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Court Rules No Standing to Contest Search of Lost Cell Phone

January 11, 2016

In United States v. Johnson, the U.S. Court of Appeals for the Eleventh Circuit held that the defendants’ lost cell phone was abandoned, for Fourth Amendment purposes, despite evidence that the phone’s owners made repeated attempts to retrieve it.

The defendants inadvertently left their smartphone in a Florida Walmart where it was discovered by an employee. Having made contact with the employee, they arranged to meet the employee in order to retrieve the phone. However, between finding the phone and the scheduled meet-up time, the Walmart employee discovered what she believed to be images and videos containing child pornography.

The employee’s husband took the phone to police who viewed multiple images already seen by the employee’s husband as well as a video which the husband had not viewed. The police turned the phone off and placed it into evidence, awaiting a search warrant which was obtained more than 20 days later. During this time, the defendants continued to call and text the phone in attempts to recover it from the Walmart employee.

At pre-trial hearings, the defendants filed motions to suppress the evidence obtained from the phone on the grounds that the warrantless viewing of the images by the police constituted an illegal search. They also contended that the 23-day delay between seizing the phone and obtaining a search warrant was unreasonable since it interfered with their possessory interest in the phone.

The Court of Appeals looked first at law enforcement’s initial, warrantless search of the cell phone. The defendants specifically contended that the police exceeded the scope of the Walmart employee’s private search when they watched a video not previously viewed by the employee and her husband. Because information about this video was used in obtaining a search warrant, the defendants argued that this invalidated the warrant.

While the Court of Appeals agreed that law enforcement exceeded the scope of a private search when they watched the video, it did not agree that the warrant was invalid. Instead, the Court reasoned that the offending video had no effect on the Magistrate’s determination of probable cause.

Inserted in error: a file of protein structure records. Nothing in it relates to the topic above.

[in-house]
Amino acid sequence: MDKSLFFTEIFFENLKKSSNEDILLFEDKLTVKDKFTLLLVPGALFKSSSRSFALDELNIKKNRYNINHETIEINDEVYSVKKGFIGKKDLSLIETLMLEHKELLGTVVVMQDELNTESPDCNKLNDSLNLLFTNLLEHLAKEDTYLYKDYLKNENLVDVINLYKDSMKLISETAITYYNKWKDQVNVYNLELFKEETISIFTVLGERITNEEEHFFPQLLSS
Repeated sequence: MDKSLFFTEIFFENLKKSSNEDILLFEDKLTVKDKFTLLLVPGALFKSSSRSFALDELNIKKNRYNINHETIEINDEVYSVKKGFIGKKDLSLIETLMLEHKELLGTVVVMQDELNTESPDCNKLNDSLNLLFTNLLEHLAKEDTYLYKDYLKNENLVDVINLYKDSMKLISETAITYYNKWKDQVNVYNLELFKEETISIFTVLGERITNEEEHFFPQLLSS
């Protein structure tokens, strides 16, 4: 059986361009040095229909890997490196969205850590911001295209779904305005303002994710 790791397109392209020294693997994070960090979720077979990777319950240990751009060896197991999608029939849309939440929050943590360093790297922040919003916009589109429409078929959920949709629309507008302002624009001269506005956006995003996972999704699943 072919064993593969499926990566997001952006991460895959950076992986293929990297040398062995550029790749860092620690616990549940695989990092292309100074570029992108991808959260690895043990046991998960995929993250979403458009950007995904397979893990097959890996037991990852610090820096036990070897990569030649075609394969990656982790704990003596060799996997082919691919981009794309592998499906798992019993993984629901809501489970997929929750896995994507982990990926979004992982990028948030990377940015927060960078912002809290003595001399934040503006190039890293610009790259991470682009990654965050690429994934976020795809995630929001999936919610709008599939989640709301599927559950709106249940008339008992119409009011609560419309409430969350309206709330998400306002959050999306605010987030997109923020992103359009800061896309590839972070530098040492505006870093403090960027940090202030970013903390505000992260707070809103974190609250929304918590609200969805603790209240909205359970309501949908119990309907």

Regarding the 23-day delay in obtaining the search warrant, the Court of Appeals did not decide whether the delay was unreasonable but rather held that the defendants had abandoned their phone and had no standing to challenge the search of it.

The Court conceded that the defendants had initially just lost their phone, which would not normally be grounds for a finding of abandonment. However, the Court noted that after three days of attempting to retrieve the phone, the defendants gave up and that this amounted to a relinquishment of their possessory interest in the phone.

Of particular importance to finding abandonment was what occurred after the Walmart employee failed to show up when scheduled to hand over the phone. The Court explained that the defendants knew where the employee worked and could have, with minimal effort, attempted to call someone at the store or even go there to look for the employee. The defendants also failed to file a complaint with the store or make a report with the police concerning the phone.

Additionally, the Court of Appeals thought it was especially telling that there was no evidence of further texts or calls from the defendants to the phone after it was turned off by the police, and that both defendants had obtained new phones within a few days.

Although these circumstances were persuasive to the majority, Judge Beverly Martin argued in her dissent that modern phones are no longer just modes of communication. Instead they contain “vast troves” of unique and personal information which cannot simply be replaced. Replacing the lost phone with another communication device does not evidence an intent to relinquish possession of the unique information contained inside the lost phone.

Attorneys for the defendants are preparing an application for certiorari to the U.S. Supreme Court on both the search and abandonment issues. We will continue to follow this case and hope that the high court will agree to hear this important issue regarding the expectation of privacy in our cell phones.

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